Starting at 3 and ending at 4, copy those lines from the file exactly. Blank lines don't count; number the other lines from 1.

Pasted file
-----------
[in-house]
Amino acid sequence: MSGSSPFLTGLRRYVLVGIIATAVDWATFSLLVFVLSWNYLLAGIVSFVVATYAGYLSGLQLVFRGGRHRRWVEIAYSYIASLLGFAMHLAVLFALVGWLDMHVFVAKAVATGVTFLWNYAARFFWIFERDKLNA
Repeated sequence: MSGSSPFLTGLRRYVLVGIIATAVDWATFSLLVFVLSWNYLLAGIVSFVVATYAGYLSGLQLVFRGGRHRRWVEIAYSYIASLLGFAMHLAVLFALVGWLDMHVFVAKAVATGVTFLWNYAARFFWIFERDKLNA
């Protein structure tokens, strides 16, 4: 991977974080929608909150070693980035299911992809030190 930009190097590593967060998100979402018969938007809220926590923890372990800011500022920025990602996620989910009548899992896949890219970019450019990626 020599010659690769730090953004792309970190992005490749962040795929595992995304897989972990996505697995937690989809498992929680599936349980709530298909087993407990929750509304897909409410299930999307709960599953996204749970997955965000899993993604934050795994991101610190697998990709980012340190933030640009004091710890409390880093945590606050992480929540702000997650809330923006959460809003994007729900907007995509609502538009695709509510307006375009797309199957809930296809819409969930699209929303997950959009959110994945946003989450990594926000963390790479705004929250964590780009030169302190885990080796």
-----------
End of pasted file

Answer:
Repeated sequence: MSGSSPFLTGLRRYVLVGIIATAVDWATFSLLVFVLSWNYLLAGIVSFVVATYAGYLSGLQLVFRGGRHRRWVEIAYSYIASLLGFAMHLAVLFALVGWLDMHVFVAKAVATGVTFLWNYAARFFWIFERDKLNA
């Protein structure tokens, strides 16, 4: 991977974080929608909150070693980035299911992809030190 930009190097590593967060998100979402018969938007809220926590923890372990800011500022920025990602996620989910009548899992896949890219970019450019990626 020599010659690769730090953004792309970190992005490749962040795929595992995304897989972990996505697995937690989809498992929680599936349980709530298909087993407990929750509304897909409410299930999307709960599953996204749970997955965000899993993604934050795994991101610190697998990709980012340190933030640009004091710890409390880093945590606050992480929540702000997650809330923006959460809003994007729900907007995509609502538009695709509510307006375009797309199957809930296809819409969930699209929303997950959009959110994945946003989450990594926000963390790479705004929250964590780009030169302190885990080796």